Making Excellence Inclusive conference to talk about diversity

Brooke Schwartz, Administration Reporter


Making campus a more accepting place will be discussed during the Making Excellence Inclusive diversity conference at 7:45 a.m. Friday in the Martin Luther King Jr. Union.

There will be a keynote speech by Beth Hatt, a Fulbright Fellow and associate professor at Illinois State University, titled “Cultural Wellness As Smartness,” role-playing games and discussions about racism and first-generation college students.

The program’s goal with the conference is to help those in power better interact with and teach “underrepresented groups” on campus that may need special resources or help.

Catherine Polydore, a professor in counseling and student development, said Friday is not aimed at students. However, they can get involved with Making Excellence Inclusive and the other programs it hosts, Polydore said.

“The purpose of (the conference) is to educate individuals who are in a position of power, so to speak, and who interact with students,” Polydore said.

Jeannie Ludlow, the vice chair of Making Excellence Inclusive, said she hopes this conference opens a discussion between important people on campus about diversity and why it is important.

“What we really wanted to do was bring as many people as possible from campus together to have conversations about how diversity is a part of our campus,” Ludlow said.

Making Excellence Inclusive started at Eastern in 2012 as an initiative of the Association of American Colleges and Universities, and has since hosted many events and presentations in an effort to help Eastern’s diversity, Ludlow said.

Ludlow has been a part of Making Excellence Inclusive since its inception, and she said she is amazed with what the group has done over the years.

“When I got here in 2008, there didn’t seem to be as much of that kind of work happening at Eastern as there was at my previous institution, and so I was very excited when people started doing the work, and I wanted to be a part of it,” Ludlow said.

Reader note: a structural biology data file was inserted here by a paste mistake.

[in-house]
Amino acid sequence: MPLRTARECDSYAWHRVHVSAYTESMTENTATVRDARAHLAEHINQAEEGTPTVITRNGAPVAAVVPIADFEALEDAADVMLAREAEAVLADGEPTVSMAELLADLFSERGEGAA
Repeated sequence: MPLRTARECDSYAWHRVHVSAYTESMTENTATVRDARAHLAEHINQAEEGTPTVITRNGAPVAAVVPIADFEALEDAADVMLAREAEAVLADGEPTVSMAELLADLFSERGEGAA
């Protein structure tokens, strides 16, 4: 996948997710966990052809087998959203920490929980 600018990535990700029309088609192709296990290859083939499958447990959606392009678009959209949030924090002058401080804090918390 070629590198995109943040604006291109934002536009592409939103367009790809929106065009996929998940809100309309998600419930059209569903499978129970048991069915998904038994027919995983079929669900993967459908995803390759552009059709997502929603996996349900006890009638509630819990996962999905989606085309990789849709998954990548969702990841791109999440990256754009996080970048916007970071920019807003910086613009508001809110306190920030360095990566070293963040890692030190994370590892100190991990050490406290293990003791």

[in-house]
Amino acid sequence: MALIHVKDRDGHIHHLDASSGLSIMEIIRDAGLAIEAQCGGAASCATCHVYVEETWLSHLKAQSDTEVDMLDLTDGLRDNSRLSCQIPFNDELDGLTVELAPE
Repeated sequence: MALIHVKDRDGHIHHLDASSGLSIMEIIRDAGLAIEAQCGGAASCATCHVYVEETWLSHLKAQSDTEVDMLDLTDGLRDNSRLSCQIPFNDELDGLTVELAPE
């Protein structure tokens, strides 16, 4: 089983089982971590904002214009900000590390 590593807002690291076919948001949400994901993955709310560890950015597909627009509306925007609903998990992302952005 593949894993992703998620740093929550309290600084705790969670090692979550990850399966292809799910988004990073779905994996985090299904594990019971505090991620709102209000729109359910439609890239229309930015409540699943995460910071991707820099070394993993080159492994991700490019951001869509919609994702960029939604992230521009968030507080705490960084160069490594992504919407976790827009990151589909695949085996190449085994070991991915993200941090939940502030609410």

Both Ludlow and Polydore said one of the overarching goals of Making Excellence Inclusive is to help those for whom success, especially in the classroom, can be hard to come by, because of what that student’s reality might look like.

Polydore said racism and discrimination, on and off campus, can make achieving excellence much harder for underrepresented students.

“(Making Excellence Inclusive) is something people get involved with because they care very deeply,” Ludlow said.

The fight for equality has been going on for hundreds of years. She said the goal of Making Excellence Inclusive has never been to eliminate racism or inequality, but more to better provide for all students.

Polydore said Masking Excellence Inclusive hopes to provide tools to faculty, staff and students to better and more inclusively live and interact with an increasingly diverse world and to help students know they can overcome the obstacles of an unequal world.

“We are providing them with, we like to think of it as, the hope or inspiration to be anything they want to be,” Polydore said. “Because we have done it, they can do it too.”

Making Excellence Inclusive hosts meetings every three weeks. The next meeting is at 11 a.m. on Oct. 17 in the Dean’s Conference Room in the Doudna Fine Arts Center.

Interested faculty, staff and graduate assistants have until noon on Thursday to register for the conference, which can be done online at the Making Excellence Inclusive website. Breakfast and lunch will be provided.

Brooke Schwartz can be reached at 581-2812 or at [email protected]